Do I Need an Agent for Photography?

Do I Need an Agent for Photography?

Photography agents are nothing new. They've been around for a long time, but since the advent of social media they seem like something we are all a lot more aware of; anyone who's anyone has an agent, right? However, there are a few misconceptions out there as to what an agent offers. 

Do You Need an Agent?

This is hard to answer. Hopefully, by the end of the article, it will be a little clearer. Not everyone needs an agent and it's in no way a marker of how successful you are. David Attenborough doesn't have an agent, you leave a voicemail on his home phone and he then returns your call telling you whether he is interested in the project or not. Generally speaking, if you're so busy that you can’t keep up with all of the inquiries, meetings, and invoicing, you probably need an agent. If like me, you are not a fan of talking about money, invoicing, chasing debts and negotiating, then an agent can be invaluable and frankly, save your sanity.

Can an Agent Get You a Higher Volume of Work?

This depends on the agent you are with. If you work for an agent who represents someone a lot better than you, there is a chance that you will get their cast-offs when the fee is too low or they are too busy for the job. If your agent is also located in a certain postcode where creatives go to book people or if they already have a relationship with certain clients, there is a chance that some additional work will fall your way. When I got my agent I was shooting five days a week and I was certainly burning the candle at both ends. Since having an agent my volume of work has actually decreased (in terms of shooting days), but the quality of work I produce and the prep that goes into the jobs has increased. 

Will You Get Better Clients?

I certainly have "better" clients now that I have an agent. Agents kind of act as a filter. Anyone who says “I won't work with agents” isn’t worth working with. It has also decreased the amount of time wasting inquiries I get. In general, I would say that the quality of client I work with is higher than before I had an agent. By higher I mean more professional, more collaborative and with realistic budgets. I get fewer calls about "opportunities" where the pay is in beer.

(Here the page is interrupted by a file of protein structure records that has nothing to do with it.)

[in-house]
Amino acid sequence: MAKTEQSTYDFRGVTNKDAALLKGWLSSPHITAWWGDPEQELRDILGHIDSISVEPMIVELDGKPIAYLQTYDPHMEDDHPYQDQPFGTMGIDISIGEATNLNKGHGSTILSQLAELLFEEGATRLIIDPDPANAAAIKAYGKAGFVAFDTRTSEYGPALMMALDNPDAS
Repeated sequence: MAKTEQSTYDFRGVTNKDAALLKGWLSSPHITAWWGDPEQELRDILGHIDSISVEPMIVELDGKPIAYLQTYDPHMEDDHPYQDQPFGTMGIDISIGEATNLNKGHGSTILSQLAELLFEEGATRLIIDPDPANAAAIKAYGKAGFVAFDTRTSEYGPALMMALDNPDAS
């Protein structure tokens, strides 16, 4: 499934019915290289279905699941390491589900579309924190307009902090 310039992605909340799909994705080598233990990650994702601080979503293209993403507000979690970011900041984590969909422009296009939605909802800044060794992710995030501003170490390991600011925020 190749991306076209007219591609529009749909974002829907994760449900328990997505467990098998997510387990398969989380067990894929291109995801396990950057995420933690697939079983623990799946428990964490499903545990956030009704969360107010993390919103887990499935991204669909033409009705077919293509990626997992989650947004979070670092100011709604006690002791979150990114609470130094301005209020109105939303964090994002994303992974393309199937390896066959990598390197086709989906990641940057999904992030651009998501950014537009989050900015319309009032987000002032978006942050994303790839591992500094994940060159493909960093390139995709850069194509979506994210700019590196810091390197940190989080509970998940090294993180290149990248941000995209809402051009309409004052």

Do You Make More Money with a Photography Agent?

This is a difficult one. I would say that I make about the same money at the end of each month, but this doesn't give the full story. I pay a % of my income to my agent for his services. This money covers negotiations, invoicing, invoice chasing, diary management, and all of the difficult conversations that fill me with fear. This fee also covers a degree of counseling; I trust my agent and I discuss big decisions with him. Many agents become good friends with the people they represent over time. Because my agent frees up so much time, I end up being able to do more of what I love (shooting) whilst maintaining my income. I constantly have personal work ticking over in the background now, which is something a few years ago that I couldn’t imagine being able to find the time for. I might not be a richer photographer, but I am a happier one (And I reckon my work is all the better for this happiness).